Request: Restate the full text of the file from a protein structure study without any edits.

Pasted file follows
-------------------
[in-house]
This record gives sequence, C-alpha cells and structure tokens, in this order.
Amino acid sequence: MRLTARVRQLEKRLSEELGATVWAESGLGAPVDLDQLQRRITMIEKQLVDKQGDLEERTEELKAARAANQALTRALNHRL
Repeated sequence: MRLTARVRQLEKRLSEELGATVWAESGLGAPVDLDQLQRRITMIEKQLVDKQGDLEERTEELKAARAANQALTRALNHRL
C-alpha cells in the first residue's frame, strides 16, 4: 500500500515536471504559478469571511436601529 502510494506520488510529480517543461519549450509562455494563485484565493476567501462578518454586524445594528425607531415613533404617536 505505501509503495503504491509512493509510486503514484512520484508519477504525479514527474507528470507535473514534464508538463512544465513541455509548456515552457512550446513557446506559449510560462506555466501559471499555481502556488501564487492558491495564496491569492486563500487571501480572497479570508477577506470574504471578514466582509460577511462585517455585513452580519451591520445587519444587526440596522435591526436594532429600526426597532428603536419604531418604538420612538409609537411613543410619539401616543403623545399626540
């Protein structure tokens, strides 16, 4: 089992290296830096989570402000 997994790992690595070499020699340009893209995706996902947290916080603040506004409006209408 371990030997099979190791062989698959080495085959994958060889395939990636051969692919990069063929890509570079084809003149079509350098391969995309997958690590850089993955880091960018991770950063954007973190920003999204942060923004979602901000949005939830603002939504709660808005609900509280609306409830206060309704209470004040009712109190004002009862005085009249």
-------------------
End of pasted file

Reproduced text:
[in-house]
This record gives sequence, C-alpha cells and structure tokens, in this order.
Amino acid sequence: MRLTARVRQLEKRLSEELGATVWAESGLGAPVDLDQLQRRITMIEKQLVDKQGDLEERTEELKAARAANQALTRALNHRL
Repeated sequence: MRLTARVRQLEKRLSEELGATVWAESGLGAPVDLDQLQRRITMIEKQLVDKQGDLEERTEELKAARAANQALTRALNHRL
C-alpha cells in the first residue's frame, strides 16, 4: 500500500515536471504559478469571511436601529 502510494506520488510529480517543461519549450509562455494563485484565493476567501462578518454586524445594528425607531415613533404617536 505505501509503495503504491509512493509510486503514484512520484508519477504525479514527474507528470507535473514534464508538463512544465513541455509548456515552457512550446513557446506559449510560462506555466501559471499555481502556488501564487492558491495564496491569492486563500487571501480572497479570508477577506470574504471578514466582509460577511462585517455585513452580519451591520445587519444587526440596522435591526436594532429600526426597532428603536419604531418604538420612538409609537411613543410619539401616543403623545399626540
């Protein structure tokens, strides 16, 4: 089992290296830096989570402000 997994790992690595070499020699340009893209995706996902947290916080603040506004409006209408 371990030997099979190791062989698959080495085959994958060889395939990636051969692919990069063929890509570079084809003149079509350098391969995309997958690590850089993955880091960018991770950063954007973190920003999204942060923004979602901000949005939830603002939504709660808005609900509280609306409830206060309704209470004040009712109190004002009862005085009249």